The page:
A relationship of ups and downs
A metaphorical rain has been falling for more than a decade when it comes to relations between Tokyo and Seoul. The March 16 meeting of Prime Minister Kishida Fumio and President Yoon Suk-yeol was the first bilateral summit in 12 years.
A trip to the Takeshima Islands by then South Korean President Lee Myung-bak in 2012 was a low point. The visit to the South Korea-controlled islands, which are claimed by Japan, was an expression of discontent over Tokyo's stance on those referred to as comfort women. The Japanese public reacted strongly to the gesture.
South Korea's next president, Park Geun-hye, insisted in a speech in 2013 that the historical positions of aggressor and victim would not change even with the passing of a thousand years.
Then came a breakthrough. Tokyo and Seoul agreed to resolve the comfort women issue finally and irreversibly. It was then foreign minister Kishida Fumio who announced the groundbreaking deal on the Japanese side. Japan expressed its most sincere apologies to the women and paid more than $8 million to a South Korean foundation tasked with helping them.
But the improved atmosphere didn't last long. The South Korean administration changed from conservative to liberal when Moon Jae-in took the presidency. He was against the agreement and allowed the foundation for the comfort women to be dissolved.
Meanwhile, a row over wartime labor added fuel to the fire. The South Korean Supreme Court ordered Japanese companies to pay compensation to those who say they or members of their family were forced to work for the firms.
Tokyo responded sharply, insisting the issue had been settled in a complete and final way under a 1965 bilateral agreement. The Japanese administration of the time stressed that the court ruling would shake the legal basis of the bilateral relationship.
Japan imposed stricter export controls on materials used to make semiconductors in a move targeting South Korea.
Seoul viewed the measure as retaliation and threatened to pull out of GSOMIA, an intelligence-sharing pact between the two countries.
The outcome of the Tokyo summit
The question now is what kind of effect the latest summit will have. It seems set to improve things markedly, at least in the short term. Yoon's visit is itself symbolic of improved relations given that the last such meeting between the two nations was in 2011.
The wartime labor issue is perhaps the last big sticking point between the two neighbors. President Yoon stressed the workability of his plan for resolving the matter by having a foundation pay the plaintiffs instead of Japanese firms, something that Kishida welcomed. If the two nations can put aside their differences on this point, there's nowhere to go but up.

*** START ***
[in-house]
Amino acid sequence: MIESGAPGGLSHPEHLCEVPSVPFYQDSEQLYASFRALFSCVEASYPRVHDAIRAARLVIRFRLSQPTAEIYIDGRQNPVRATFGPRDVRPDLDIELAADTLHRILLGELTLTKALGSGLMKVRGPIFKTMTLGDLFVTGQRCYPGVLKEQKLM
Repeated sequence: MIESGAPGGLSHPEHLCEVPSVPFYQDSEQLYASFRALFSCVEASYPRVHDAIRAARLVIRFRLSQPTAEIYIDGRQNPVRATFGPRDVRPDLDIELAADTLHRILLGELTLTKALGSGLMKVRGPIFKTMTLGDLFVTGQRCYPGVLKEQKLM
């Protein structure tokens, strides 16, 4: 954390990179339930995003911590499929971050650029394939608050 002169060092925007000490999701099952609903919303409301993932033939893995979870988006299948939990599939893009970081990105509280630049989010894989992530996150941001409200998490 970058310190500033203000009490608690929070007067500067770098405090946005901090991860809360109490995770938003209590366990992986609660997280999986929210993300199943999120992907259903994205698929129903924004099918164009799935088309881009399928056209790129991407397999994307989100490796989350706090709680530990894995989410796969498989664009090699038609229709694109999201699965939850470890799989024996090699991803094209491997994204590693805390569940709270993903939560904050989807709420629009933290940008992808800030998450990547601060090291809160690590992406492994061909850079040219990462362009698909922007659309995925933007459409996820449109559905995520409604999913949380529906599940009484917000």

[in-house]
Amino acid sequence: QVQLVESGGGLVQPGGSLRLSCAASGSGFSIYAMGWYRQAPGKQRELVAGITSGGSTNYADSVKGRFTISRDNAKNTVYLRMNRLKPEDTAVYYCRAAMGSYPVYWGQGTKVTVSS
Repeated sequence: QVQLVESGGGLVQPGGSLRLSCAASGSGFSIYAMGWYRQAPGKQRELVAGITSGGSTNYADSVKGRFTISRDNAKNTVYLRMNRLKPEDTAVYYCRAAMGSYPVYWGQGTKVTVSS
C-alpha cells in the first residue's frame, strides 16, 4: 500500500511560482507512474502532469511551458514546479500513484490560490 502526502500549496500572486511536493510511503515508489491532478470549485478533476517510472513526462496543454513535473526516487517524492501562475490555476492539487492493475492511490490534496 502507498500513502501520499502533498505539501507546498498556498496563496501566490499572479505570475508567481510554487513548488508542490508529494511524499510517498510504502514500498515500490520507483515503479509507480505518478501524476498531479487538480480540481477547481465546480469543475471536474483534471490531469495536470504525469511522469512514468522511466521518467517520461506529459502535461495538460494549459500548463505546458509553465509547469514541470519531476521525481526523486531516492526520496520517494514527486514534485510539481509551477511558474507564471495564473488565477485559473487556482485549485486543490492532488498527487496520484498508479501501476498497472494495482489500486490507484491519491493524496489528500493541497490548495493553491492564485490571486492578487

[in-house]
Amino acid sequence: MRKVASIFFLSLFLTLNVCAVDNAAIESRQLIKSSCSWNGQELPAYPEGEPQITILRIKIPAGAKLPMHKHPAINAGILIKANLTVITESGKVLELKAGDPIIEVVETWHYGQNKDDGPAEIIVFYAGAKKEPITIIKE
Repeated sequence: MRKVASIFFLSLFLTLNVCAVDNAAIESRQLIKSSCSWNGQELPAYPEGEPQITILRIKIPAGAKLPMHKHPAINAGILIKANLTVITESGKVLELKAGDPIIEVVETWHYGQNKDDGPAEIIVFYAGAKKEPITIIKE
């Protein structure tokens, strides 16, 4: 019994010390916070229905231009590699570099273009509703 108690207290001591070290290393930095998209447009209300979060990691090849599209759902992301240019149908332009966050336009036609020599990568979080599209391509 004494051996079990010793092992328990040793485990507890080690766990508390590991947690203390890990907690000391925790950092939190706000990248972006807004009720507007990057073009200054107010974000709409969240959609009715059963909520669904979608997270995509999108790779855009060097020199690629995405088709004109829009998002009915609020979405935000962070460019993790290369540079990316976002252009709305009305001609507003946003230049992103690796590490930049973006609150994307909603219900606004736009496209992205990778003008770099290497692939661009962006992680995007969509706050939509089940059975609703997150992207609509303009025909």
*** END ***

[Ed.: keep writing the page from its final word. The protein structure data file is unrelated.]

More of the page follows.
The question is how Yoon's attempt to tout the plan will be received back home.
Opposition parties and civil groups in South Korea have called the settlement a one-sided concession. Just one day before the summit, some of the plaintiffs in wartime labor cases filed a new lawsuit. They reject the government's plan and want a Japanese firm to pay damages, not the foundation.
This backdrop meant Yoon could not afford to go home empty-handed. He needed to be able to show something that would be seen as a diplomatic win.
And we did see some agreements come out of the talks. The leaders will resume regular visits to each other's countries. They also said foreign and defense officials will restart security talks. President Yoon said he will normalize the GSOMIA.
Japan announced it will lift strict export controls aimed at South Korea.
Along with this fillip, business groups in both countries said they will each establish foundations to cooperate on matters of shared concern such as climate change and energy security. Yoon can talk all of these up as gains.
What stands at the heart of most of the disputes between the two countries is history. In a joint press conference, Kishida noted that his administration would continue to adhere to "previous government declarations."
That is meaningful since these include the phrase "deep remorse and a heartfelt apology" regarding Japan's colonial rule of the Korean peninsula. But it is perhaps also noteworthy that Kishida did not actually repeat those words.
This will make it difficult for South Koreans to measure his sincerity and could harm President Yoon's effort to sell his plan for the wartime labor issue at home.
The Japanese leader is possibly wary of alienating hawkish members of his Liberal Democratic Party who have expressed strong opposition to any kind of apology. With this in mind, it is difficult to predict just how long the improved atmosphere in which he and his South Korean counterpart are now operating will last.